That's more akin to the gas tank no longer functioning, not its emptiness. By the sounds of it, this car analogy is smart enough to drive itself to the nearest gas station and fill up for you (on someone else's dime, no less) when it's running low on gas.

  • Dust computing (Score:1, Interesting)

    by robi5 (1261542)
    We get nearer ambient computing where maybe we buy granular stuff by the pound and spread it on things.
  • Cool! (Score:1, Insightful)

    by chickenrob (696532)
    Just like my 1987 calculator? Am I missing something here?
  • by Kenja (541830) on Friday February 12, 2010 @08:07PM (#31122136)
    The Day Star burns us, we dont care that it can recharge our toys. We're still not going outside.
  • This device is a charging device for low power devices. Someone doesn't seem to have read the article. There are plenty of ordinary devices that can be powered by solar panels. I got a neat little one for Christmas. It charges my phone and iPod. The novelty in this device is that it is so good at running small devices that can be left alone for a long time - not that it will make your phone or flashlight into sealed devices.

  • I saw some vibration-powered wearable devices that made similar claims, as long as you moved as often as your average sedentary person across an average week. Doesn't seem particularly new...
    • While we're on the subject of timepieces powered by their environment, may I present the Atmos Clock [wikipedia.org], which is powered solely by the small changes in temperature and atmospheric pressure that occur naturally every day. It was designed by Jean-Léon Reutter in 1928, and over half a million have been sold to date.

    • My dad has watch built on that premise. It doesn't work well for him, because it's always running a bit fast. Why? He's a barber, so it gets 20x the motion that "your average sedentary person" would give it.

      I guess I shouldn't be surprised that they didn't build some sort of charging/current regulator into it. It is a normal-sized watch after all. Still, the fact that they either didn't care it ran fast, or didn't test it at full charge 8+ hours at a time is a bit dodgy to me.
  • by macemoneta (154740) on Friday February 12, 2010 @08:38PM (#31122544) Homepage

    For something that small, a capacitor would be better than a battery. Better utilization of short peak light to stored energy. Short term high current draw (e.g. for a transmitter). Much (much) longer life than a rechargeable battery. It could run for hundreds of years.

    • There is a commercial product already with this sort of technology. The Citizen Eco-Drive watch uses a supercapacitor that supposedly will run the watch for 6 months without exposure to light, and retains 80% of that storage capacity after 20 years of use.

  • Nowhere in TFA does it mention exactly what this "sensor" actually SENSES. It apparently wakes from sleep mode occasionally to "make measurements", but no specifics are given.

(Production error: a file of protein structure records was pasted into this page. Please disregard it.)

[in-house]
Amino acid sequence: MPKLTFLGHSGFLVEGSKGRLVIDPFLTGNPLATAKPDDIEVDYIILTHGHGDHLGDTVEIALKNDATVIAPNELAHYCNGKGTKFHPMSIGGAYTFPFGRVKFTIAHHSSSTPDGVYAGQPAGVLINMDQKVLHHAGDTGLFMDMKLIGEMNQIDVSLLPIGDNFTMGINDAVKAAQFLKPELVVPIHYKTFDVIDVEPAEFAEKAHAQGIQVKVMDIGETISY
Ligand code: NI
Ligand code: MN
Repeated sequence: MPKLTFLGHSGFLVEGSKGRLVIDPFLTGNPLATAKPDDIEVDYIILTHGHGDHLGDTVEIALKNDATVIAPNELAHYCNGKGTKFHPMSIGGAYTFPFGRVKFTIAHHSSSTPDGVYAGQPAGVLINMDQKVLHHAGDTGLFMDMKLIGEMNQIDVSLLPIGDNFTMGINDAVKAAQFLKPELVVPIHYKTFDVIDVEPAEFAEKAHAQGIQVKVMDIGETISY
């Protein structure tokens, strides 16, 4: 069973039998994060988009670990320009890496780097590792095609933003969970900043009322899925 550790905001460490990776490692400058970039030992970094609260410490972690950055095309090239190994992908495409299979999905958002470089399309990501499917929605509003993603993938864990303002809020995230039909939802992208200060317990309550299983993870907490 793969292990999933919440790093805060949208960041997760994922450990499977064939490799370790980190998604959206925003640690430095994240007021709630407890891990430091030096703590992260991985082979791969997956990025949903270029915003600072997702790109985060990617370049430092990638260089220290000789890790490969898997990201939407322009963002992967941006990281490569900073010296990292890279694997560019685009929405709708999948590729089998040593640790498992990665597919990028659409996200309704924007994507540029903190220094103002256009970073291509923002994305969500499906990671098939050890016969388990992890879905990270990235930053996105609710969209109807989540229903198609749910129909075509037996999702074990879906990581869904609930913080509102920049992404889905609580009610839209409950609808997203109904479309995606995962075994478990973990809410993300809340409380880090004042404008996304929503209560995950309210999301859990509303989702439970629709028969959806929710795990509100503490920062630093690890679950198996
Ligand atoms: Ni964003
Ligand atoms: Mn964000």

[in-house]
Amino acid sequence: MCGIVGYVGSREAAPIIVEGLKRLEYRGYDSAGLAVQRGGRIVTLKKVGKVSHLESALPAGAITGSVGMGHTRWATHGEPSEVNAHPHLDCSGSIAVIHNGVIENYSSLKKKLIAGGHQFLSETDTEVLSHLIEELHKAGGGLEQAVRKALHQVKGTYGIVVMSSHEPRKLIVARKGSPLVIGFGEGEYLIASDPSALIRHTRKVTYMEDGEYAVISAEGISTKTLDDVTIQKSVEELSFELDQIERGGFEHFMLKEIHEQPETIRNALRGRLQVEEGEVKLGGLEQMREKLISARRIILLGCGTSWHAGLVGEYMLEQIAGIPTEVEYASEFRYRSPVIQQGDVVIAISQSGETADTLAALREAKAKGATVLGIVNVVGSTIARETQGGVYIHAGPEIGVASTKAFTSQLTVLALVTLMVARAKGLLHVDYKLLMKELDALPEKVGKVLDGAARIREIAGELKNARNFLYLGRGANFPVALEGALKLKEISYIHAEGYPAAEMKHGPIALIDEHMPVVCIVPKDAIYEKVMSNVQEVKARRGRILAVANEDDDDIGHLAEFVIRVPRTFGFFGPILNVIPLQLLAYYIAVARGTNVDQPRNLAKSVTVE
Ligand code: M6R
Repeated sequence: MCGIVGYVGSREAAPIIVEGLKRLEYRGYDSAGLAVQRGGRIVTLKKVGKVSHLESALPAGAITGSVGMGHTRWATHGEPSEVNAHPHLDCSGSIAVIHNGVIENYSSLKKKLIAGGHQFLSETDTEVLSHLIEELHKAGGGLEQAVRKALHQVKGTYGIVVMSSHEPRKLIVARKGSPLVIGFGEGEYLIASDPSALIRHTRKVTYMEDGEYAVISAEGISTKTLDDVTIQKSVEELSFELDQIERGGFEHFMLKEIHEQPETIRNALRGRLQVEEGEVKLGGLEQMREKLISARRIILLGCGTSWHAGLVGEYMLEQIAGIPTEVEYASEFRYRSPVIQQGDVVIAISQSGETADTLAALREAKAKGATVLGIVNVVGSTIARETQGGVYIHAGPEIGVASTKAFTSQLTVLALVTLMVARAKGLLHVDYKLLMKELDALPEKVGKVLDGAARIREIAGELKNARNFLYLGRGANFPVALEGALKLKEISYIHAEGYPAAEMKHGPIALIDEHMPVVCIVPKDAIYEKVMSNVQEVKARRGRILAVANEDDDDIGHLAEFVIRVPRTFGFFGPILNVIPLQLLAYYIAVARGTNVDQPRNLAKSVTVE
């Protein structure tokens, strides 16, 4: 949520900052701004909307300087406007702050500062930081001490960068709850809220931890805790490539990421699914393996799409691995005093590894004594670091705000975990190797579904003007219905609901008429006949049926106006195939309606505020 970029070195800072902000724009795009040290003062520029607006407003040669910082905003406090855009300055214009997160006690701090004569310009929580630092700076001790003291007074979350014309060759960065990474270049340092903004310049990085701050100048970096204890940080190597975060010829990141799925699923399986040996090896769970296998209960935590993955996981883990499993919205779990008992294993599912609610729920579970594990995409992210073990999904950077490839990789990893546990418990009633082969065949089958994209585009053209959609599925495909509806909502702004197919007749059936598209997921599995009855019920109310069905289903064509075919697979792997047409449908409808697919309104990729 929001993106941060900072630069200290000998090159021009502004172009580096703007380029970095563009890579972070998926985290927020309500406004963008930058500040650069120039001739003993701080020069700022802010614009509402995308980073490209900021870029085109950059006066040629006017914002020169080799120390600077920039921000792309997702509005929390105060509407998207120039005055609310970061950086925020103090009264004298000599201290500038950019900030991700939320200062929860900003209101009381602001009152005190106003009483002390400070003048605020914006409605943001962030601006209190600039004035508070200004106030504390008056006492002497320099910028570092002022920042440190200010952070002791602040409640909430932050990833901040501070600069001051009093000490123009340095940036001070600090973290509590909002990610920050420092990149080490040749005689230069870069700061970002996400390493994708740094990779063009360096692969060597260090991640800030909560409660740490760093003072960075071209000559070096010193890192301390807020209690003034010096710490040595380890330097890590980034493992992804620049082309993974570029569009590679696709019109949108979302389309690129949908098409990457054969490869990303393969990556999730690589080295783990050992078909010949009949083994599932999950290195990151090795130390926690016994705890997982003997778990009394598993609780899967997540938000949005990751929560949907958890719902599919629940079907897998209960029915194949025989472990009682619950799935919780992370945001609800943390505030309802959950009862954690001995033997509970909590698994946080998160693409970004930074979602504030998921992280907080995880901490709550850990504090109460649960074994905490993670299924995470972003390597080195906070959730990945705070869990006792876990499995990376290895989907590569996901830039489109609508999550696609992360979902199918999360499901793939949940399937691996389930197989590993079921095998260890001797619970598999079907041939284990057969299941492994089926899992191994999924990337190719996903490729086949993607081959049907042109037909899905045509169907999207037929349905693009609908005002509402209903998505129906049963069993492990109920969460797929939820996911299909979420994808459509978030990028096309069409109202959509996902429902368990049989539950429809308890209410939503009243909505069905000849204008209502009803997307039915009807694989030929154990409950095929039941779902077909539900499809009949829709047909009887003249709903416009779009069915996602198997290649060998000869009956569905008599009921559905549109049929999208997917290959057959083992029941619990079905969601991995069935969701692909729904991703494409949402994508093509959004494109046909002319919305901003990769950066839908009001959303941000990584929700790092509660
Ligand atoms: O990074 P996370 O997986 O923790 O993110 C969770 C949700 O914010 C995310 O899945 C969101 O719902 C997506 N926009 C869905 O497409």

Consisting of only a CPU, battery, and solar cell, the only things it COULD actually measure would be ambient light levels or the battery charge state.

    Without the ability to actually measure something external to itself, and just as importantly, output the results of those measurements somehow, this device seems like it's only function

    • Re: (Score:3, Funny)

      by karnal (22275)

      It probably just sits there and senses how much juice is left in the battery, and then lets the solar cell charge it.

      • It probably just sits there and senses how much juice is left in the battery, and then lets the solar cell charge it.

        And I assume that it is just as optimistic as every other battery sensor on this planet: A report of "50% charge remaining" really means "Shutdown in less than one minute."

  • Very cool device, but battery life won't be "infinite" or anything close. The article doesn't specify battery chemistry, but it does say that the battery will last "a few years"... and I don't imagine they're replaceable. This is not to knock - this is a great achievement! Mainstream micro-controller that can power itself in a hassle-free manner? Awesome =]
  • The system is able to run perpetually by periodically recharging the on-board battery with a solar cell (neglecting physical wear-out of the system)."

          Yeah that's cute. Able to run perpetually neglecting physical wear out of the system. And I have invented a perpetual motion machine, neglecting friction, air resistance and gravity.

  • ... how does this thing interact (communicate/measure/control) with the outside world, and what are the power demands of that?

    Just having a plain uC alone doesn't do much. You'll also want some external circuitry to acutally make measurements (even if it's just some filter for a built-in ADC), communicate with the outside world (hm, could this thing use something similar to RFID when communicating?) and/or change things about the outside world (with a DAC or some output pins).

  • I think we may be missing the really amazing part of this; that penny is huge!